US President Barack Obama on Tuesday (US time) addressed a joint session of Congress for the first time since taking office, and in it he laid out his plans for the world's largest economy, currently deep in recession.
In his address, which covered a range of critical issues confronting the troubled economy including healthcare and foreign debt, the US auto industry came in for special mention.
"We are committed to the goal of a re-tooled, re-imagined auto industry that can compete and win," President Obama said.
"Millions of jobs depend on it. Scores of communities depend on it. And I believe the nation that invented (whoops) the automobile cannot walk away from it."
Mistaking the nationality of Karl Benz notwithstanding, there is no doubt that citizen Henry Ford was the man who turned the automobile from a coach-built plaything for the rich to the mass-produced 'affordable transport' that we know today.
Presidential support is not a free ride, however. President Obama is not planning on letting the car companies forget that their own fingerprints are on the shovels used to dig the hole the Big Three now find themselves in.
"As for our auto industry, everyone recognises that years of bad decision-making and a global recession have pushed our automakers to the brink. We should not, and will not, protect them from their own bad practices," the President said.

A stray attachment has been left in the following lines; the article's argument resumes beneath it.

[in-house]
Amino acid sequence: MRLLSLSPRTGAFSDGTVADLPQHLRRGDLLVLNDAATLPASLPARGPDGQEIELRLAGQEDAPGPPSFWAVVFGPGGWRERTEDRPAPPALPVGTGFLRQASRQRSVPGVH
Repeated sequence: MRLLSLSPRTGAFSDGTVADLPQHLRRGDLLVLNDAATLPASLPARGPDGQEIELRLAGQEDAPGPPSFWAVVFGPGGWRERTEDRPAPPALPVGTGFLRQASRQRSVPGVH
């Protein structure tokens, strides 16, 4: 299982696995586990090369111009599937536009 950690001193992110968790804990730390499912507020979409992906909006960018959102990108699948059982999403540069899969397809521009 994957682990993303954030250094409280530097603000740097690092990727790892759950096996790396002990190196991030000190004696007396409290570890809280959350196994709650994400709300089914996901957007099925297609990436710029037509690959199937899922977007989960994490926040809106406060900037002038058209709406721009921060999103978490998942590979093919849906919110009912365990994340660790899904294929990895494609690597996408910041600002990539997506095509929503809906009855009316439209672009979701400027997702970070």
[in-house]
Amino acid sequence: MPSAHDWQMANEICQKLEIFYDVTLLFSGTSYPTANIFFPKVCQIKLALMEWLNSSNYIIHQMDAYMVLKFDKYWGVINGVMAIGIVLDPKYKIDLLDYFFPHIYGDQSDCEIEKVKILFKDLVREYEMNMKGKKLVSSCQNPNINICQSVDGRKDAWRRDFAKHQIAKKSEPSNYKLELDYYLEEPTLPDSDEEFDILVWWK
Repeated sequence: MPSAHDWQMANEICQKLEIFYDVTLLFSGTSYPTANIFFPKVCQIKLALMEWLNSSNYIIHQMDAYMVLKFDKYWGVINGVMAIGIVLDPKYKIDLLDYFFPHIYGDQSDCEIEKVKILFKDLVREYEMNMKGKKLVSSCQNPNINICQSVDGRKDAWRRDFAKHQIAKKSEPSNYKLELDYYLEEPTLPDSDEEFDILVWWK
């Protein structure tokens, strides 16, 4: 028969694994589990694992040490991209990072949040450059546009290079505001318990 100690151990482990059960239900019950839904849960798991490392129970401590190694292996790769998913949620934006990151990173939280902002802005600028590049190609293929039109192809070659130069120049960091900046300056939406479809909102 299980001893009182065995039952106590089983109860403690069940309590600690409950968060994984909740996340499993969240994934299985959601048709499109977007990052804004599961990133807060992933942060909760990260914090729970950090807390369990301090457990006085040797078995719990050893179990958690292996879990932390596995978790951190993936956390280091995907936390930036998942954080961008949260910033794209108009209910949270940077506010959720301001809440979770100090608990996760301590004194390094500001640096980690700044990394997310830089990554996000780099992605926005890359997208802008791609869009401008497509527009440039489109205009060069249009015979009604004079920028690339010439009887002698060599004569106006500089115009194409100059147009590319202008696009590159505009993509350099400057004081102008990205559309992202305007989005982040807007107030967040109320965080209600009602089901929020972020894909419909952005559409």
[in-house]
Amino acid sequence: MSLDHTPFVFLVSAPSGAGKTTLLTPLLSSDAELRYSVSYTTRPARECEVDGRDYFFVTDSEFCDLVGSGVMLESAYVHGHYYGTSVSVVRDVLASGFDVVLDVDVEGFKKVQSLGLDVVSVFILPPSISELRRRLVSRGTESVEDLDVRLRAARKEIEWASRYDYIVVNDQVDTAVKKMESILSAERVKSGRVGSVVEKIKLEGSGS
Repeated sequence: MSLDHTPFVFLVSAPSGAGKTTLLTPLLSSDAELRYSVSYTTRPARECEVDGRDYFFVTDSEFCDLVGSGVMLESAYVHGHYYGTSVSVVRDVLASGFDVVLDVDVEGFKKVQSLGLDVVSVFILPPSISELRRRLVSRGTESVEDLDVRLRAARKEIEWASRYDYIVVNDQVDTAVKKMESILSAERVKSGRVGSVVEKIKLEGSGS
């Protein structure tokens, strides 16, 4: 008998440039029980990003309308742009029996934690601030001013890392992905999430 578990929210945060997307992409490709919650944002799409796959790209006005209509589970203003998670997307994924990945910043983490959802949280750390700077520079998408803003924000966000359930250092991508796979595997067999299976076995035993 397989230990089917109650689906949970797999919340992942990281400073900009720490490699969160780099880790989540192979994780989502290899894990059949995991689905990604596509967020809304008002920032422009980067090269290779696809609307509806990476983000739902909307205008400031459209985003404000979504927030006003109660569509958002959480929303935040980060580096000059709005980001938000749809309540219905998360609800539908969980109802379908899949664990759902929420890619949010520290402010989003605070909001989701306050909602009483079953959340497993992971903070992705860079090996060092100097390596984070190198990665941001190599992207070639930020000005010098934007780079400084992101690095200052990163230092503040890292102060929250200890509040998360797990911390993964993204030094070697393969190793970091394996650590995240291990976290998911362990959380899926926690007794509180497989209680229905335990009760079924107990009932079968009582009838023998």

Love them or loathe them, there is little doubting the influence that American car manufacturers have on the world's car industry. General Motors has only recently ceded the title of 'World's Largest Carmaker' to Toyota, and, even bloodied and bowed with stalled sales, its output is immense.
How well they "re-imagine" themselves and "re-tool" will be the critical factor in their ultimate survival. Congress is becoming increasingly impatient and adversarial towards GM and Chrysler in particular - many do not believe that US tax-payers should be tipping tens of billions in loans into the car companies' begging-bowls.
There is increasing traction in the US Congress for the notion that "maybe it might be better to just let them fall over".
An uncontrolled collapse of GM or Chrysler however would be a political disaster for President Obama - he's from Chicago, Illinois, after all - and have dire social and economic consequences for the reeling US.
We can only hope that GM, Chrysler and Ford get back to making the kind of cars people want as well as the kind of cars people need. Then, maybe, American motorists might start buying them in sustainable numbers.